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I read that mutations are more likely to occur on "the strand that DNA polymerase replicates discontinuously". Does DNA polymerase always replicate the same strand discontinuously and, if so, how/why?

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    $\begingroup$ Polymerization always occurs 5'->3'. Which strand is replicated discontinuously depends on the location of replication origins, but it doesn't change between replication cycles. $\endgroup$ – canadianer Apr 22 '15 at 1:19
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Summary:

In bacteria or organisms with only one well defined replication origin and a circular chromosome, yes for a given DNA region the same strand is replicated discontinuously.

In high order animals, which replicate chromosomes using several origins of replication (ori), this is less clear as the way ori are recognized is still not fully understood but seems to involve DNA structure. Chromatin structure is dynamic which means ori are also likely dynamic which results in defined regions of the DNA not likely to always be replicated discontinuously from a well defined strand (i.e. DNA replication might not always start at the exact same sites).


First off, as you probably know, DNA is always transcribed in a 5' to 3' direction. The why is nicely answered in this post.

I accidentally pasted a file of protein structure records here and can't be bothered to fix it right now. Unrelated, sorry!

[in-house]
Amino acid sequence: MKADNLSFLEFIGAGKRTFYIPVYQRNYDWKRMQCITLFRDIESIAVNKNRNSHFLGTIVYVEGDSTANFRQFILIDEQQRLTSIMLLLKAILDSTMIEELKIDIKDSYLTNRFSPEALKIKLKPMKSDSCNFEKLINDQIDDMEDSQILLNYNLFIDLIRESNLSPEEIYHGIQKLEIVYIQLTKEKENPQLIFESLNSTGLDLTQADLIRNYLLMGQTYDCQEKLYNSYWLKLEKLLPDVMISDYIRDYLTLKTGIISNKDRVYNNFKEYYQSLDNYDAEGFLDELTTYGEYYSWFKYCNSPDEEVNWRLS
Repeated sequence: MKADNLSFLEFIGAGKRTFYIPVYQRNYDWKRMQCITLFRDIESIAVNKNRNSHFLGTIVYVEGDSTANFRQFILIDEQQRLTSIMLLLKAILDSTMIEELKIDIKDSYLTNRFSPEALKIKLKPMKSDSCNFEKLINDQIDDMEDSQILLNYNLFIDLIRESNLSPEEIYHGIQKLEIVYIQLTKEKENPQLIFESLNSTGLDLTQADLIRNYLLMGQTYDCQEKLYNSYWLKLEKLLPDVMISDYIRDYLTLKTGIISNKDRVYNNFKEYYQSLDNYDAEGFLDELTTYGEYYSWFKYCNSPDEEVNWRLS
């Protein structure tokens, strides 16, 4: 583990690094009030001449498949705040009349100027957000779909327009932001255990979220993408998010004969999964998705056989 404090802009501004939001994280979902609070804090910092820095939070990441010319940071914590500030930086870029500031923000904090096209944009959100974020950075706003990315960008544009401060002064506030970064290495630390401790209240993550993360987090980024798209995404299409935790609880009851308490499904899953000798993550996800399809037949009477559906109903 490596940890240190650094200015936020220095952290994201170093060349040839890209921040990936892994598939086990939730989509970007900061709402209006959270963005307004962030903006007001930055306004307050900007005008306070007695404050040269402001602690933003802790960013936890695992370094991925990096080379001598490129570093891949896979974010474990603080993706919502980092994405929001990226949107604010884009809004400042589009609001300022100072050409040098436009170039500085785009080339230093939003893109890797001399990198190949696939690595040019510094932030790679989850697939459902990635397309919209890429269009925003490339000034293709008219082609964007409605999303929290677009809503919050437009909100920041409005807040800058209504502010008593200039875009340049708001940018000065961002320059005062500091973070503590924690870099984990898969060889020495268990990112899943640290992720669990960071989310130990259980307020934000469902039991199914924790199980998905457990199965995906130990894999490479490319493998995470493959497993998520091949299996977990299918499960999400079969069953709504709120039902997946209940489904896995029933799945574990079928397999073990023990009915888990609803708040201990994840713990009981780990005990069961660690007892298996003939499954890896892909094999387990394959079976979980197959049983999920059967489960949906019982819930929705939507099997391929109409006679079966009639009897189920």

DNA replication forks start at replication origins. Replication origins are recognized by origin recognition complexes. The way DNA replication occurs is by having two DNA polymerase complexes traveling in opposite direction (i.e. two bidirectional replication forks) from the origin as shown in the following schema:

enter image description here

This means that given constant origins of replication in an organism (like bacteria which usually only have only a single origin of replication) and given the DNA is replicated in a 5'-3' direction, same strands will be replicated discontinuously from the origin (i.e. in the schema, the bottom one on the left and the top one on the right). A global view of the replication at the chromosome level in bacteria is shown here below:

enter image description here

Now for more complex organisms, the origin of replication is not a single site but rather multiple ones across chromosomes (30'000-50'000 ori in humans). Where does DNA replication starts exactly, this is still not fully understood. DNA sequence is likely to play a role but no highly conserved consensus sequences were found and it is believed that origins of replication are linked to the structure of the DNA instead. In essence the chromatin structure is what seems to dictate where DNA replication starts and as the chromatin structure is dynamic within a cell, it is likely that origins of replication are also dynamic therefore making the identification of the discontinuously replicated strands very difficult (Méchali M, 2010).

Finally if you wonder what happens when two replication forks collide, well the answer is simple, replication stops and the two DNA polymerase complexes leave the DNA.

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